On June 12, 2017, the Fourth Circuit Court of Appeals affirmed the decision of the United States District Court for the Northern District of West Virginia to refuse an offset to a Title VII damage award by the amount of pension payments received following the plaintiff's constructive discharge. In doing so, the court adopted a new interpretation of the collateral source rule and its applicability in employment discrimination pay awards. The effect of this decision is to further compound a split of authority between multiple federal courts of appeals regarding the treatment of certain benefits in the wake of employment discrimination. This Comment argues that the Fourth Circuit's decision is inconsistent with the statutory intent of Title VII to provide equitable remedies, and advocates for an approach to fashioning pay awards that examines the totality of circumstances facing employer and employee following employment discrimination litigation.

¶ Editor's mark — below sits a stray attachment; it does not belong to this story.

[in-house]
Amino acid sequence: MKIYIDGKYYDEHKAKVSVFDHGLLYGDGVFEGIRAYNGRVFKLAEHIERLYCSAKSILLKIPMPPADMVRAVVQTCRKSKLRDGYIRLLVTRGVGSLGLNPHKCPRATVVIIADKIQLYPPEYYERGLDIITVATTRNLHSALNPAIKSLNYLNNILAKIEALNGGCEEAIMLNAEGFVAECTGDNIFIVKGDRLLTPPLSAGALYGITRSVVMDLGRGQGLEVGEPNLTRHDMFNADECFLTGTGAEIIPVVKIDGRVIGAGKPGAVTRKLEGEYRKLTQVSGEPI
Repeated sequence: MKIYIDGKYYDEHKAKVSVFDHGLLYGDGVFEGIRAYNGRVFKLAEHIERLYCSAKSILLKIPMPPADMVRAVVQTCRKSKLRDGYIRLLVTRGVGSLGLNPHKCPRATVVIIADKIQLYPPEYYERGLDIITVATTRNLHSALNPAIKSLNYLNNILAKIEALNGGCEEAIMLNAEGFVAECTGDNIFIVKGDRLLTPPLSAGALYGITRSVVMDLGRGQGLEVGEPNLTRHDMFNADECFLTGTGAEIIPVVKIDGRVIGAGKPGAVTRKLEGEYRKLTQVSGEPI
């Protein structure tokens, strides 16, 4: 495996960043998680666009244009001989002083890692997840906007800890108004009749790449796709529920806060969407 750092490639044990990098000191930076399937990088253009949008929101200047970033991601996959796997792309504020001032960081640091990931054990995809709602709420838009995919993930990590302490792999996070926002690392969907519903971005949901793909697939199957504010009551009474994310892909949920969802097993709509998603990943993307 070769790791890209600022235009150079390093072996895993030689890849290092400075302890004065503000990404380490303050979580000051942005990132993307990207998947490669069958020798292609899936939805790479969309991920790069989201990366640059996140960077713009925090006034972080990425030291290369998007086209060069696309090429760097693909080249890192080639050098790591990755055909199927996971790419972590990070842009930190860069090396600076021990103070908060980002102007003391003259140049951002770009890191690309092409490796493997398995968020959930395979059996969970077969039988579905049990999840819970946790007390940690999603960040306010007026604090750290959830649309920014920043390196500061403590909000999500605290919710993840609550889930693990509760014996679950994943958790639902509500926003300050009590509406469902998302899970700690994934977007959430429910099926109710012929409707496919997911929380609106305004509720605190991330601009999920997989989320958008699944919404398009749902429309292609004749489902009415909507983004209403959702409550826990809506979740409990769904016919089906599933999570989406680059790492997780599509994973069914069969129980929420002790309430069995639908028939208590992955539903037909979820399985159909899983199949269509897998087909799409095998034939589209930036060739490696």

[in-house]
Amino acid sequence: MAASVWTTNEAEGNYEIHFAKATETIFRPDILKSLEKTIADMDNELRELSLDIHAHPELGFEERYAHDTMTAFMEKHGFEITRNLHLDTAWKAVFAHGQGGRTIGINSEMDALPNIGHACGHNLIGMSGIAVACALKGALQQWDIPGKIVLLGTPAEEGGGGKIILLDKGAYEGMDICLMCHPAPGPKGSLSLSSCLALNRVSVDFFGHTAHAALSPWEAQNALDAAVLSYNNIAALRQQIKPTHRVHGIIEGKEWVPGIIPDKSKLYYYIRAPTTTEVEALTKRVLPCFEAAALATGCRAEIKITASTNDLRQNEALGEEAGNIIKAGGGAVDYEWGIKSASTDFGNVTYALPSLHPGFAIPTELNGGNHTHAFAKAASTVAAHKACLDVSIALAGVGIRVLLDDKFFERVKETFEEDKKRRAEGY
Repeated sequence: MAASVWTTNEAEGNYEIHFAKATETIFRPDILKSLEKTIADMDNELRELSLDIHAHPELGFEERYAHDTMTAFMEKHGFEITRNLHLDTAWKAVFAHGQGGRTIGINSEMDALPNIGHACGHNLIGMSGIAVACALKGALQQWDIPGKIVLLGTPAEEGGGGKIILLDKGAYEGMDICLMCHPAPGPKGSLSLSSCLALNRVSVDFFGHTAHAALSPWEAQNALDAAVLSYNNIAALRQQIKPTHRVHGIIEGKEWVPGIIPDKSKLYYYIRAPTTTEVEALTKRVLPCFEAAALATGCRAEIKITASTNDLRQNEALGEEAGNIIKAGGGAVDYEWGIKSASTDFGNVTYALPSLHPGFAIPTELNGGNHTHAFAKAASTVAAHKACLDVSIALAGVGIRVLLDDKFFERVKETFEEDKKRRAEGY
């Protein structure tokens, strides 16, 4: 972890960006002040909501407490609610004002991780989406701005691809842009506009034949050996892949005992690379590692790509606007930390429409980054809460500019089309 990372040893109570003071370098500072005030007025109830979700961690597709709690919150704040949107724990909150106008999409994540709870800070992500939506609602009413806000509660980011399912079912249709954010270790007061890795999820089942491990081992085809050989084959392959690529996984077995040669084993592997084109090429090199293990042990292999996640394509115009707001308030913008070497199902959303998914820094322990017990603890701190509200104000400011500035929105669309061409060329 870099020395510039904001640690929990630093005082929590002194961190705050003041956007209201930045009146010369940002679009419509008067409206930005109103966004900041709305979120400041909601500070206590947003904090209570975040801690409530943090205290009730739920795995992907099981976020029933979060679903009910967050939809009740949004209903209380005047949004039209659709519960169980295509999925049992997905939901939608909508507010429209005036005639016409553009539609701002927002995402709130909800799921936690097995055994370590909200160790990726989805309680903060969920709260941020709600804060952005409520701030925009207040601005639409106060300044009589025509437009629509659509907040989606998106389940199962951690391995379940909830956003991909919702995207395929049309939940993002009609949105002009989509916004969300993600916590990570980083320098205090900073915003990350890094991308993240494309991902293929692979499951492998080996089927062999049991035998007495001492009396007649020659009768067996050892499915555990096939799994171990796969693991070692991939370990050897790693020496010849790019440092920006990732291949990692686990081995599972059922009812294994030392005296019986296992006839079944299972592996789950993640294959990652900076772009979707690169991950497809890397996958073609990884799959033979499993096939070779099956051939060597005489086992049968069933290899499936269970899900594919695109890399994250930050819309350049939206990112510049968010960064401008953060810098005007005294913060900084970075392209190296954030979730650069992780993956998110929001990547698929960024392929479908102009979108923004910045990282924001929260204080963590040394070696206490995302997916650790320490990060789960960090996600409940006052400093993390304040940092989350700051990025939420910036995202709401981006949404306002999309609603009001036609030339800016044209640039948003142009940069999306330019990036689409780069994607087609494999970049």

Virginia Calistro, Title VII and the Collateral Source Rule: Evaluating the Not-So Equitable Remedy in EEOC v. Consol Energy, 59 B.C.L. Rev. E. Supp. 263 (2018), http://lawdigitalcommons.bc.edu/bclr/vol59/iss9/15